Check out this fascinating video showing the deconstruction of the buildings that formerly occupied this space as well as the construction of the new building. 95% of the materials from the demolished buildings were recycled or reused. All the materials for the construction of the new building were sourced from within a 500-mile radius of the site. All the interior doors were created from the eucalyptus trees that were downed during the rebuilding of Doyle Drive leading up to the Golden Gate Bridge in San Francisco. Most other materials used in the building contained recycled content.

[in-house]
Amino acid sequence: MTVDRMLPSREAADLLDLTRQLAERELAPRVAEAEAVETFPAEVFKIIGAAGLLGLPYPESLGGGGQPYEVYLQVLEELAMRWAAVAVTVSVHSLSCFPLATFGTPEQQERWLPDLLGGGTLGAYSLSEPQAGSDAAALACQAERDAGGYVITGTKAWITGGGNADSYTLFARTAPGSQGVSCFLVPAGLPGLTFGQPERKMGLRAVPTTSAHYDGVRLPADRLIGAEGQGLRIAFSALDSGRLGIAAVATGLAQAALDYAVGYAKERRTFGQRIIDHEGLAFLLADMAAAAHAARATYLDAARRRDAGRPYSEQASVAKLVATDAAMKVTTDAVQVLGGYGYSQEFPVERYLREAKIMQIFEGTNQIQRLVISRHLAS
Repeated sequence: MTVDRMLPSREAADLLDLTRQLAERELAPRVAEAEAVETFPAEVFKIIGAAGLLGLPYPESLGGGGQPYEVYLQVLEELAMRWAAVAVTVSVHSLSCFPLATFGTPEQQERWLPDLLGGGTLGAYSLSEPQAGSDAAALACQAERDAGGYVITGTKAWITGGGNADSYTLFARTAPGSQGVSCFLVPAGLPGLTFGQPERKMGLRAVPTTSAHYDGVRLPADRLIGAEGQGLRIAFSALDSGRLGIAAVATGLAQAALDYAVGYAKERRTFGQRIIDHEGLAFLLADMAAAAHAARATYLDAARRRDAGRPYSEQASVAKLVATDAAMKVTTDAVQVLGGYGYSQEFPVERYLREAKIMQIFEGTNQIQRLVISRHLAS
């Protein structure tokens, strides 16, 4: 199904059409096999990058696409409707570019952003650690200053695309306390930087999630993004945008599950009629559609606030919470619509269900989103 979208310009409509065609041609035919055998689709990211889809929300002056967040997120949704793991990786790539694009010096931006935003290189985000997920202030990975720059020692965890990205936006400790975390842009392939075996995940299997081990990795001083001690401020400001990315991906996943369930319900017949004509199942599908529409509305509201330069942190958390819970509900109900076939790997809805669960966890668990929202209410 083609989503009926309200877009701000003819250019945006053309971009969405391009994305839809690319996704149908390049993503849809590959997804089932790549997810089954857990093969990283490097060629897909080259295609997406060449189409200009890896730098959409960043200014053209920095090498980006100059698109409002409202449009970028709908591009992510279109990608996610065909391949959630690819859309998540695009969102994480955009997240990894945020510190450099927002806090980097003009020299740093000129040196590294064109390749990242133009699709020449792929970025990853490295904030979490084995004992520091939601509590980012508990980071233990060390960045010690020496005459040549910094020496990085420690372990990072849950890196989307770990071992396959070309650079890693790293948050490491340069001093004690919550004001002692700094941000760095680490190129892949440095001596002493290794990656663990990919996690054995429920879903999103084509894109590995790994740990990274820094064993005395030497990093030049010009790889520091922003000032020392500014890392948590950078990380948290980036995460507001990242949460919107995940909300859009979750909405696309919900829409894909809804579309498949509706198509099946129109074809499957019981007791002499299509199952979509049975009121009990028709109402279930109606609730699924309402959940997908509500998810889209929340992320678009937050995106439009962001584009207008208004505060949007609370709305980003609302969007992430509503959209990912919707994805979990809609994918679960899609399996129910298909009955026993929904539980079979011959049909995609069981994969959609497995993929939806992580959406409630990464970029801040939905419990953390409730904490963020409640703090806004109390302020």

The Packard Foundation will be providing additional information on their 343 Second St. website, including — I am told — a list of the plants they have carefully selected for their native, water-conserving characteristics and beauty.
For a quick overview of some of the design principles, take a look at Margie Suozzo’s blog post from last October and check out this diagram created by the architect, EHDD Architecture, showing the building’s role in fulfilling Packard Foundation’s sustainability goals.
I hope this beautiful, functional and sustainable building will be an inspiration to other builders in our town and elsewhere.